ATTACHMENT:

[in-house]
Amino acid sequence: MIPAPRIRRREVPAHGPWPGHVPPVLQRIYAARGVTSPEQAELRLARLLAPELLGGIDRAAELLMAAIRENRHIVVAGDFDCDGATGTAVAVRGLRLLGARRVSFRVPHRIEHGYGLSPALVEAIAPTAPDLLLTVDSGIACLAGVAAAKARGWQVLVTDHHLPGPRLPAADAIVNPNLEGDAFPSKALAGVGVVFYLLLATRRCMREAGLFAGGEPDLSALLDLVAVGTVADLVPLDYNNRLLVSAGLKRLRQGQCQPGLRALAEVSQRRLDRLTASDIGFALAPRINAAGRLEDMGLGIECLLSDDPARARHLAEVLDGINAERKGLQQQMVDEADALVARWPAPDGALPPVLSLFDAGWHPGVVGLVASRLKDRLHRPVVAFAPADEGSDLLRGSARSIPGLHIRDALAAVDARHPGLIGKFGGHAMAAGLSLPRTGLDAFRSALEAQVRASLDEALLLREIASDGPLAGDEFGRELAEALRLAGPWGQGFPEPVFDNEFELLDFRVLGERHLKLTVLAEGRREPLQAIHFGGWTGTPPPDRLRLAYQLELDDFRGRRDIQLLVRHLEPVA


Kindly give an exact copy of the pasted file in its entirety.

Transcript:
[in-house]
Amino acid sequence: MIPAPRIRRREVPAHGPWPGHVPPVLQRIYAARGVTSPEQAELRLARLLAPELLGGIDRAAELLMAAIRENRHIVVAGDFDCDGATGTAVAVRGLRLLGARRVSFRVPHRIEHGYGLSPALVEAIAPTAPDLLLTVDSGIACLAGVAAAKARGWQVLVTDHHLPGPRLPAADAIVNPNLEGDAFPSKALAGVGVVFYLLLATRRCMREAGLFAGGEPDLSALLDLVAVGTVADLVPLDYNNRLLVSAGLKRLRQGQCQPGLRALAEVSQRRLDRLTASDIGFALAPRINAAGRLEDMGLGIECLLSDDPARARHLAEVLDGINAERKGLQQQMVDEADALVARWPAPDGALPPVLSLFDAGWHPGVVGLVASRLKDRLHRPVVAFAPADEGSDLLRGSARSIPGLHIRDALAAVDARHPGLIGKFGGHAMAAGLSLPRTGLDAFRSALEAQVRASLDEALLLREIASDGPLAGDEFGRELAEALRLAGPWGQGFPEPVFDNEFELLDFRVLGERHLKLTVLAEGRREPLQAIHFGGWTGTPPPDRLRLAYQLELDDFRGRRDIQLLVRHLEPVA